"That's one thing, when we get their Thursday night to get out in the outfield and throw balls off the wall and see how it plays out. And let Coach (Nick) Mingione hit some fly balls and see the surroundings. It's huge when you go to a new ballpark, you want to know the dimensions and how much foul territory you have. Like you said, a straight-line is different after playing last week at Hoover and so many home games in a big outfield."
DHS is not really as ‘small' as many might make it sound; the fact is that Bulldog outfielders are just used to being in a truly large college park. No wonder they more than most felt so at-home last week in AA-sized Regions Park. LF Demarcus Henderson was named all-tournament in no small part due to some great grabs, but Brownlee and CF Hunter Renfroe could just as easily earned that honor.
Still this will be a smaller, relatively speaking, venue. And given the odd angles there is some fast away-from-homework for Brownlee and cohorts. Of course, they're used to adjusting on the run by now. Four seasons in the SEC has given senior Brownlee a wide range of experiences. What, for example, is the toughest rightfield he's played?
"I would say Alabama. Because their foul line, the wall is right close to the foul line. It's a little different and I'd never experienced that. They had the pads down the wall that kind of stuck out a little bit and the ball would hit that and stop."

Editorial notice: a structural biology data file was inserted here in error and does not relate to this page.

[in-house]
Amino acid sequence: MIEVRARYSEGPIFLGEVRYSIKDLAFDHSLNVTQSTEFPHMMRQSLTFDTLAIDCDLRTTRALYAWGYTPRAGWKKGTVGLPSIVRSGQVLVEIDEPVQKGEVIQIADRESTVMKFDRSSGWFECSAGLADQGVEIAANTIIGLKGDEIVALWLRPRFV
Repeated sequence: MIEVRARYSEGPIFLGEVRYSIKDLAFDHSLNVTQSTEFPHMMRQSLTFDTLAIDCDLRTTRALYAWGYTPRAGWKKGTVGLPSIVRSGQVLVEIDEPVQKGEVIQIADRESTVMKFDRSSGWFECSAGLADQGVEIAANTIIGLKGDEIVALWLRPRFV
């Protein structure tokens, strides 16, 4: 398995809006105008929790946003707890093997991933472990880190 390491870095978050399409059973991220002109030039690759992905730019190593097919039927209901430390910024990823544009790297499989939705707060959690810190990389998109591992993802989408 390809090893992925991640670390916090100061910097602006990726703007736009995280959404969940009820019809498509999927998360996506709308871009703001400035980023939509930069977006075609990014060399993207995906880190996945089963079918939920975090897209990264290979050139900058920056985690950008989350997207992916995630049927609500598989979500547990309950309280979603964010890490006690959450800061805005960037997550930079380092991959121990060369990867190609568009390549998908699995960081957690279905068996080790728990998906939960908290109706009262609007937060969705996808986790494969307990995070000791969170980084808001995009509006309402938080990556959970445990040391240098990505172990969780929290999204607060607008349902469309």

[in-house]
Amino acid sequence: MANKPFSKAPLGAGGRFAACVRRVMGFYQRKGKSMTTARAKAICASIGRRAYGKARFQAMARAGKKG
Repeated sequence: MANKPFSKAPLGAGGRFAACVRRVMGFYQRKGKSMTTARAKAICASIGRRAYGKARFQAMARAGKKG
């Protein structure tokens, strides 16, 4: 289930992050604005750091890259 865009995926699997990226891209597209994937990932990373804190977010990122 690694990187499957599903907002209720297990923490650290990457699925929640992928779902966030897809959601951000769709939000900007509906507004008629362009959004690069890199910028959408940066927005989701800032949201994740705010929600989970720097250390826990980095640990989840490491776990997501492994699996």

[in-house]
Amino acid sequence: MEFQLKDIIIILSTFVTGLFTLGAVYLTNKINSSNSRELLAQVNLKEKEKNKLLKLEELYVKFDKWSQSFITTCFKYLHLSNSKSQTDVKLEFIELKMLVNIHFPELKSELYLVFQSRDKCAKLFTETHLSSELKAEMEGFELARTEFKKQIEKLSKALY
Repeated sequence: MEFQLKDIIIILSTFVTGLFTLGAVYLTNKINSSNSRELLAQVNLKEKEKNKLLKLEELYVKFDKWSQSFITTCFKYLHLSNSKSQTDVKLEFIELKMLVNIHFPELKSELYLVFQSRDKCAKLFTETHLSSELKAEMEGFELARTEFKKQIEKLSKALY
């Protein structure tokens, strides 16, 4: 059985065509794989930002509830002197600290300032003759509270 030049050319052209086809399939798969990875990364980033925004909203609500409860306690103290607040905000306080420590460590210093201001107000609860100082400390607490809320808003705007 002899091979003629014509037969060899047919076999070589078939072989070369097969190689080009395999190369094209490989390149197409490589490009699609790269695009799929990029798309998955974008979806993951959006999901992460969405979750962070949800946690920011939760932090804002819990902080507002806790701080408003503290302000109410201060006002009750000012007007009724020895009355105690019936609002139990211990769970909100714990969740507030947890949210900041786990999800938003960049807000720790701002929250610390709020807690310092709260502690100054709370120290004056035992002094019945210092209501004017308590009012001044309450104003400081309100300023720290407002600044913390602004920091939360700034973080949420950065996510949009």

Then, what was his favorite…besides DNF of course? "I really liked Auburn. I thought I could see the ball well, I just felt comfortable out there for some reason."
Brownlee is comfortable playing any part of the outfield. Last year at this NCAA time he was starting in left. And, doing so in tighter stadiums such as Georgia Tech and Florida. One of the real tricks can't be scouted, he adds. Only on game-day can outfielders find out what the background is like, and that really requires adjusting on the fly. Ball.
"Exactly. Sometimes they have that wall back there. And sometimes you have a tall pitcher and their ball stays in the stands. And you can't really see the flight of the ball off the bat. Georgia Tech was like that with a short wall. But it's just something you have to work with and be focused in on, and just be able to see the flight and get that good jump."
Defenses adjust to conditions. The Mississippi State offense? Not so much. At least, Renfroe does not expect any Bulldog batter to get fence-fascinated and start swinging for teasingly shorter distances.
"I don't think so. We're not a big power team so we focus on staying in the middle, hit line-drives, and do our thing. Take HBPs, get walks, take marginal pitches and try to do our best to get on base and just let things happen for us."
But like everything else…nobody really knows until everybody lines up, the pitch is thrown, and somebody swings shortly after noon Friday.